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Türkiye's trade suspension with Israel - what does it mean?

The Gaza conflict that began last October has grown into a multi-faceted brutal dispute, with spillover effects across the region and beyond. 

The crisis has not only reshaped the enclave and the realities of its residents but has drawn in companies, brands, and countries, too, as they juxtapose strategies with postures. 

Türkiye announced in May that it will suspend all trade with Israel, building on earlier restrictions set out last month.

The country’s trade ministry said in a post on social media platform X that necessary efforts are being coordinated with the Palestinian ministry of national economy to ensure that "Palestinian brothers and sisters who have to live under occupation are not affected by these restrictions."

The directive was preluded by an earlier decision issued on April 9 in which Türkiye had halted the exports of 54 product categories to Israel until a cease-fire was implemented and sufficient humanitarian aid was allowed into the Gaza strip. The restricted items included several types of aluminium and steel products, paint, electric cables, construction materials, fuel, and other materials. 

Potential impact

Israel is one of Turkiye's top long steel export destinations, so the restrictions could harm Turkish mills' export volumes and pricing, according to S&P Global Commodity Insights. Israel is also one of Turkiye's major steel pipe export destinations. 

Capt. Cem Ercan, CEO at Ceta Logistics & Projects told Salaam Gateway that Türkiye’s decision to stop Israeli exports will directly affect both the logistics and transportation sectors. 

“It is obvious that there will be a decline, especially in the iron and steel sector and transportation. This will indirectly affect the economy and logistics activities of both countries.”

Bilateral trade between the two countries stood at $7.06 billion in 2023, according to data released by the Turkish Statistical Institute.

“Turkiye serves as the largest supplier of raw iron bars to Israel, accounting for approximately 63% of Israel's total imports in this category. This cessation of trade is expected to have a substantial impact on Israel's construction sector,” Iman Ali Liaqat, consultant at DinarStandard told Salaam Gateway.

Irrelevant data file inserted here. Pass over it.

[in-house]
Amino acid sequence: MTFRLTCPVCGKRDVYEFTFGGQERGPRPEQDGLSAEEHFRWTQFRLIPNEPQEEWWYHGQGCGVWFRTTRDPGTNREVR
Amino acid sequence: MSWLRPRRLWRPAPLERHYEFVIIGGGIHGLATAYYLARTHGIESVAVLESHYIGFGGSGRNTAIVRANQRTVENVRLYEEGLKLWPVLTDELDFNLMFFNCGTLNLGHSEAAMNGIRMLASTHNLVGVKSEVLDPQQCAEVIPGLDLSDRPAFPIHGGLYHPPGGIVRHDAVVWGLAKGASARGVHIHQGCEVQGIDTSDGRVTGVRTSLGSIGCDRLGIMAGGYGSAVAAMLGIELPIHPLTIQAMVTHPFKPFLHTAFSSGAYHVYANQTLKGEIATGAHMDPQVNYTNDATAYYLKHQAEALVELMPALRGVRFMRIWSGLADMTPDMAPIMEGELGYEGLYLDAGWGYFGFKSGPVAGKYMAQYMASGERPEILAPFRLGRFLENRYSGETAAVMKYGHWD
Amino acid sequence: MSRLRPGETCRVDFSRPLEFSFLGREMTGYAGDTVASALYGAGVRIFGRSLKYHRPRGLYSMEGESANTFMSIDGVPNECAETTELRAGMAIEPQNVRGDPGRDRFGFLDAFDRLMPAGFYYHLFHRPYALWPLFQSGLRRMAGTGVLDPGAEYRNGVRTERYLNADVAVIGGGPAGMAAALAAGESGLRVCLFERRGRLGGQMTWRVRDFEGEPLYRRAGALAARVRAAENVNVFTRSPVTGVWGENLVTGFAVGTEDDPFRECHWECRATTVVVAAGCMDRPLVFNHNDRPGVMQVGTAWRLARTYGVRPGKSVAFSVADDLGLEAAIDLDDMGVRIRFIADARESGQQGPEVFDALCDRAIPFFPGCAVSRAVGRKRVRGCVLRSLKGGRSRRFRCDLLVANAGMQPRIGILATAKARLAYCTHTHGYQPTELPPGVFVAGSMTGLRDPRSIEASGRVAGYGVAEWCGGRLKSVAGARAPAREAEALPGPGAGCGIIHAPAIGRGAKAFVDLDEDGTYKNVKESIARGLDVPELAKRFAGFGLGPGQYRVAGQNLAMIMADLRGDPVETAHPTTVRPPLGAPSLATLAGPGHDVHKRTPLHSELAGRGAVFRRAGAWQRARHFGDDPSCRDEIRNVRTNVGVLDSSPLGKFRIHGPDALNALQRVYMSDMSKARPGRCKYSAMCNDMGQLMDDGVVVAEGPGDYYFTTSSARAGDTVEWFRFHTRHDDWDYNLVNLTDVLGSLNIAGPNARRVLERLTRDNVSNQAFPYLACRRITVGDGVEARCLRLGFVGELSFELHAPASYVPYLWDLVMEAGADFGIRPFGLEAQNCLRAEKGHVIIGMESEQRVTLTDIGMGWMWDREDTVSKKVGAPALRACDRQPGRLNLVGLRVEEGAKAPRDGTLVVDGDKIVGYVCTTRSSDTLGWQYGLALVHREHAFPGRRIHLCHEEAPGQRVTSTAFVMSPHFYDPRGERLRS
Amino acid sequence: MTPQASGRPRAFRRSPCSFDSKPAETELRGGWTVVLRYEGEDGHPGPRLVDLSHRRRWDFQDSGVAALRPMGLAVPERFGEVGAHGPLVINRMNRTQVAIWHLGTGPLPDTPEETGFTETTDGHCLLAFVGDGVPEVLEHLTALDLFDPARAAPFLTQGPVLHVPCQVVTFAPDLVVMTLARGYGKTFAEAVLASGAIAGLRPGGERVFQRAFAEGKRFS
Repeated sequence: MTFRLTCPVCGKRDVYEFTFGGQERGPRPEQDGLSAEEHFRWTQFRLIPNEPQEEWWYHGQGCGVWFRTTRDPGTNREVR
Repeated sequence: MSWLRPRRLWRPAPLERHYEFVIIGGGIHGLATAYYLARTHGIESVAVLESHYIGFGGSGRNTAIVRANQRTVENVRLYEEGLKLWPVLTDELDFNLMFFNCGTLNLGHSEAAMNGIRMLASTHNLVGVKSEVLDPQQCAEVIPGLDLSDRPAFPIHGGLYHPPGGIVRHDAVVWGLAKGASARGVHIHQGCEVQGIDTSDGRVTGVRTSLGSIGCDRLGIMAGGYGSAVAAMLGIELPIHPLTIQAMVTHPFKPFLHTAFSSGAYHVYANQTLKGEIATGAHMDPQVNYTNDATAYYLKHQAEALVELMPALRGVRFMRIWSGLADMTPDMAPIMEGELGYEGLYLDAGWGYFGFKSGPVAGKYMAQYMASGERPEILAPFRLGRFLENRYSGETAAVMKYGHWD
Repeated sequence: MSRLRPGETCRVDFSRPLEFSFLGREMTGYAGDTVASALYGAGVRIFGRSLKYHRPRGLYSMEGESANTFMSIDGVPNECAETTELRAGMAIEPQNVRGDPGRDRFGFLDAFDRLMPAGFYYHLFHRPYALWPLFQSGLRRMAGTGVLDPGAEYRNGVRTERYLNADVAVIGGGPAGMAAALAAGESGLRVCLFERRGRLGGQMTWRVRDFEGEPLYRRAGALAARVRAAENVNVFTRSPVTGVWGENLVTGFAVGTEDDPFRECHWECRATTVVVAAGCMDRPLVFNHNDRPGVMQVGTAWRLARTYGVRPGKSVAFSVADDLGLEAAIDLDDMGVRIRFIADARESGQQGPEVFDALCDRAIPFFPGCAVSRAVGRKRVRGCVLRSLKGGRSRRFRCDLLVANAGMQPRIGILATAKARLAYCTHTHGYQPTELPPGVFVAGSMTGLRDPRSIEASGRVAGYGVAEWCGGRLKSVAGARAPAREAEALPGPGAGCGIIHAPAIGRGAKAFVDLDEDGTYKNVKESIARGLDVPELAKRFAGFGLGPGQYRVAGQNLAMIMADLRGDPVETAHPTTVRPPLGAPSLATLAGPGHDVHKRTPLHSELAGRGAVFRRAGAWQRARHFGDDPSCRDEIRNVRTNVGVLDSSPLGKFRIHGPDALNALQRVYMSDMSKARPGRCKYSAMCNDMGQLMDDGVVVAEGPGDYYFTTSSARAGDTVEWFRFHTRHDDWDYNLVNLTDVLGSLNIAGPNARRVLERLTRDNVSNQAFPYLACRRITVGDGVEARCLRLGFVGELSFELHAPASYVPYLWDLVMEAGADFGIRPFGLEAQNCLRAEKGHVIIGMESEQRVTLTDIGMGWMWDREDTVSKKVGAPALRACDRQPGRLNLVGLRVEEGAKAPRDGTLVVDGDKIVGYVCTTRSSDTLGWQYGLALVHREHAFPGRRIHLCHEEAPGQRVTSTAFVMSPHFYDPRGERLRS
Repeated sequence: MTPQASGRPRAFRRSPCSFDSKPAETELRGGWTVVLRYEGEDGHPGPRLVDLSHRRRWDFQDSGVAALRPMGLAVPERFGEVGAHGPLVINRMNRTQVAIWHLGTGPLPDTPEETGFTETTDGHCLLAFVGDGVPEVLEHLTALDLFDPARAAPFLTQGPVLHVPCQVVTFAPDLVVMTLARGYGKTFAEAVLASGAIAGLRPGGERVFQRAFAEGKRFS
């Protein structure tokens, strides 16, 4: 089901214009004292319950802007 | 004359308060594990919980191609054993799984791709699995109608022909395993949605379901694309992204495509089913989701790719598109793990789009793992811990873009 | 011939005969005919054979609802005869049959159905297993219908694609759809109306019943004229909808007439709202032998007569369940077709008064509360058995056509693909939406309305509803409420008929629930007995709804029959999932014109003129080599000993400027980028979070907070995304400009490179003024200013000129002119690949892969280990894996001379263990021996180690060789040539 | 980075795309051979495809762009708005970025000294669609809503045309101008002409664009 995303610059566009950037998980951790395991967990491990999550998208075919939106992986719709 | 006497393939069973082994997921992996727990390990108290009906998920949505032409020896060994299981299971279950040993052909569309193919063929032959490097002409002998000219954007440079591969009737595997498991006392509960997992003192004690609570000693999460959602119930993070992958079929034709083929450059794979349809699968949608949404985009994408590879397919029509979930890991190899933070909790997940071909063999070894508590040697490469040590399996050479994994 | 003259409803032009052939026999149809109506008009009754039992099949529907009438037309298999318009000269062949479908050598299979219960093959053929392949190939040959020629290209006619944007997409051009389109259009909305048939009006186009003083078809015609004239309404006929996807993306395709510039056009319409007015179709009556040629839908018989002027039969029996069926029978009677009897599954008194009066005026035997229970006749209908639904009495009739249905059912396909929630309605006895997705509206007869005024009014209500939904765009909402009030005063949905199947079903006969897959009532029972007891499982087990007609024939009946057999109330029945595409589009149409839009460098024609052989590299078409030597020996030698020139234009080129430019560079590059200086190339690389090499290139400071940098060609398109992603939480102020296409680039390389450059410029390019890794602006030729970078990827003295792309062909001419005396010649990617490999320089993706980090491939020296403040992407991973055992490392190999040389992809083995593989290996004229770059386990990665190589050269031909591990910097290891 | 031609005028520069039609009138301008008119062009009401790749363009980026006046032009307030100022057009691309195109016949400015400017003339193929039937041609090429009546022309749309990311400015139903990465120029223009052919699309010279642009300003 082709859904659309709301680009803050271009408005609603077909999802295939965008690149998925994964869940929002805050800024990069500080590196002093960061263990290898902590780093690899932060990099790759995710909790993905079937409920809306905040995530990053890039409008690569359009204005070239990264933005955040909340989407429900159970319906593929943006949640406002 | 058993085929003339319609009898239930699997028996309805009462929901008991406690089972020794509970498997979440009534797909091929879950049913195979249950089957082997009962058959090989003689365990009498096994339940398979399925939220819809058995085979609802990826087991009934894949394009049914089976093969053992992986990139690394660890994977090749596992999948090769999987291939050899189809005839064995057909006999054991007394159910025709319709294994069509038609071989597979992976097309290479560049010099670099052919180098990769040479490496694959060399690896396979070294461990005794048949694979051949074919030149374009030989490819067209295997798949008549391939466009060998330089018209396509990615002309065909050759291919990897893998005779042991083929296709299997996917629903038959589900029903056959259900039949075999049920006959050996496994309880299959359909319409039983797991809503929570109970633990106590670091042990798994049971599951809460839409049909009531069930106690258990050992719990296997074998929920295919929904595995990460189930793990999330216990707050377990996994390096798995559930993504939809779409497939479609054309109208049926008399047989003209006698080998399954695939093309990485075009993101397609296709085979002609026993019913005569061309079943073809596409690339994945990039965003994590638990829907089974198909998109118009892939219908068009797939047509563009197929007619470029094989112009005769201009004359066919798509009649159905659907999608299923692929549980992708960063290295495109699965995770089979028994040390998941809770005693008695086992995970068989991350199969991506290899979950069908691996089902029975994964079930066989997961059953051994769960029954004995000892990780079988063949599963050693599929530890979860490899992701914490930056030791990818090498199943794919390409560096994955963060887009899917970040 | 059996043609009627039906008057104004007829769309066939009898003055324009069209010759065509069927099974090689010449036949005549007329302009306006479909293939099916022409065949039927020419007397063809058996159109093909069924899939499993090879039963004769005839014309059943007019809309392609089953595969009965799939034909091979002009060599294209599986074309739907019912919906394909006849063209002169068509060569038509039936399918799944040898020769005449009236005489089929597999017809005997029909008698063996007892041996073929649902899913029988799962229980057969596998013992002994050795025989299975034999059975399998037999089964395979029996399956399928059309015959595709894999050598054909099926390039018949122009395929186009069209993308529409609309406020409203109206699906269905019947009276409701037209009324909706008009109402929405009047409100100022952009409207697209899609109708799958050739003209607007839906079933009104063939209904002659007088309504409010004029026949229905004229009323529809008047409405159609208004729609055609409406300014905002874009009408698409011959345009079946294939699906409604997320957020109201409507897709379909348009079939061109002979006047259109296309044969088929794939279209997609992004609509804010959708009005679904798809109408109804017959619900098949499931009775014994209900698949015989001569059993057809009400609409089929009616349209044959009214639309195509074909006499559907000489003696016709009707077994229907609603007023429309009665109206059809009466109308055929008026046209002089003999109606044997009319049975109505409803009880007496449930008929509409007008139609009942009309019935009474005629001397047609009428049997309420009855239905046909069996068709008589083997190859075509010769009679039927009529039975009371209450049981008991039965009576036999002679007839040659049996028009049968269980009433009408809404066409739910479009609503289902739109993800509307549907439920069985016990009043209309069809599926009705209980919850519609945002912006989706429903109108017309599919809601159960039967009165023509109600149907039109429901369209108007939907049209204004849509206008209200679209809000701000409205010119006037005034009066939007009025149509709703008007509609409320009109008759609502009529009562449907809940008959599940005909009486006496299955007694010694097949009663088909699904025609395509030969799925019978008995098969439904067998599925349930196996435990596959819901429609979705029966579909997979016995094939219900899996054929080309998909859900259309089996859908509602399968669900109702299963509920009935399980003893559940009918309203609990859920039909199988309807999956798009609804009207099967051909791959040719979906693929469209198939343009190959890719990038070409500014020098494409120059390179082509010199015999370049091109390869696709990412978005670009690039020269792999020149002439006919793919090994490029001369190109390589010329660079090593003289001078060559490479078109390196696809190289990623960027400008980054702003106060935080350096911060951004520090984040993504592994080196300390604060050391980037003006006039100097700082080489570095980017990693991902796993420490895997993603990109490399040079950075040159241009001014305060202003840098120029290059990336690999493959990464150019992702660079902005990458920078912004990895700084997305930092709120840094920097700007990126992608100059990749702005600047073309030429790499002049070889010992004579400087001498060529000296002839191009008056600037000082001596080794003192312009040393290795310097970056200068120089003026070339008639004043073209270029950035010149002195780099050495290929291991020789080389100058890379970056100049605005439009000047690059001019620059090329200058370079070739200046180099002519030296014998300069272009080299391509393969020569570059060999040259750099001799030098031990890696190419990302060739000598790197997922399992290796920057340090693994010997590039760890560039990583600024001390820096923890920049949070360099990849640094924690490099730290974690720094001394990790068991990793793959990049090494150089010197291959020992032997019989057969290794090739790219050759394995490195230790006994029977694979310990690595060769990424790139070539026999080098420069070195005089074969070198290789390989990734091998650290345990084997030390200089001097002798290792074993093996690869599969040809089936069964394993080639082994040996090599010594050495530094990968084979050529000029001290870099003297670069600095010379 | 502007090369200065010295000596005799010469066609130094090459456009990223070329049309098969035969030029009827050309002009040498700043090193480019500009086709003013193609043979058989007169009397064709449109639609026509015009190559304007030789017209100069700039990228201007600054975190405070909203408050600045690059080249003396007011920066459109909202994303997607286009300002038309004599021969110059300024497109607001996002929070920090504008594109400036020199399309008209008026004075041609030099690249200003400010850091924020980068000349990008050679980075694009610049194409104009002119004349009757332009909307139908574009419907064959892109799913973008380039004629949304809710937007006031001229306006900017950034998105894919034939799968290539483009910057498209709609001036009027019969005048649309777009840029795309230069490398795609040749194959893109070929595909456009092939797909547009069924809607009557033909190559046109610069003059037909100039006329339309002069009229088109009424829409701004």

Last December, Malaysia also barred all Israeli-flagged and Israel-bound ships from docking at its ports. The country’s prime minister Anwar Ibrahim announced in a statement that the decision will not affect Malaysia’s trade activities.     

Regional landscape

Türkiye’s decision to restrict trade is expected to impact its economy, but it raises a bigger question: Will other MENA countries follow suit?  

“At the start of the Israel-Hamas war, there were calls to actually reduce or just not export to Israel from Arab countries or impose some sort of a blockade, but all of these calls were generally refused by most of the Arab countries,” said Samer Talhouk, senior analyst, MENA country risk at BMI last month. “I don’t think we would see any such restrictions unless things escalate significantly or there is some sort of a miscalculation."

Rafi-uddin Shikoh, CEO at DinarStandard said Türkiye’s decision is reflective of a direction that MENA countries could potentially pursue. 

“Which country will follow suit and to what degree remains to be seen but for now, there is at least a momentum for such decisions to be taken,” adds Shikoh.  

Several countries across the MENA region have forged ties with Israel in recent years. The UAE, Bahrain and Morocco established full diplomatic ties with Israel in 2020 as part of the Abraham Accords. This was preceded by Egypt forming diplomatic relations in 1979, followed by Jordan in the 1990s. 

The UAE also became the first Arab country to ratify a comprehensive economic partnership agreement with Israel, reducing or eliminating tariffs on more than 96% product lines, with the aim to bolster non-oil bilateral trade to $10 billion by the end of the decade. 

Accumulated trade between Israel and the Abraham Accords countries, including the UAE, Bahrain, Morocco, Sudan, Egypt, Jordan, and Kosovo, exceeded $4 billion in 2023, up 16% on 2022, the Abraham Accords Peace Institute (AAPI) said in its 2023 Annual Report, citing data from the Israel Central Bureau of Statistics. 

“The actual volume and value of trade in goods and services between Israel and Abraham Accords countries was in fact much higher. For example, these statistics do not include the export of Israeli natural gas to Egypt and Jordan, and Israeli water to Jordan. The exports of natural gas and water from Israel to Egypt and Jordan is estimated to be valued at more than $2 billion. Similarly, most defence-related trade is not included in these official trade statistics,” the AAPI report added. 

Trade in services, including software and cyber, is not a part of the statistics either. Hence, the report estimates that the real value of trade and investments with Abraham Accords countries exceeded $10 billion last year. 

The Gaza war has had a limited impact on Israel’s trade with Abraham Accords countries, ebbing 4% from $937 million to $903 million in the last three months of 2023, the AAPI report noted.  

What to expect?

Turkiye's trade suspension may have garnered attention the world over, but whether it is enough to create a domino effect remains to be seen. 

“The decision reflects political factors and is viewed as a symbolic gesture to resonate with public sentiment. It's expected that other OIC [Organisation of Islamic Cooperation] nations will prioritise non-economic actions like diplomatic and humanitarian endeavours, rather than opting for a complete trade boycott,” said Liaqat.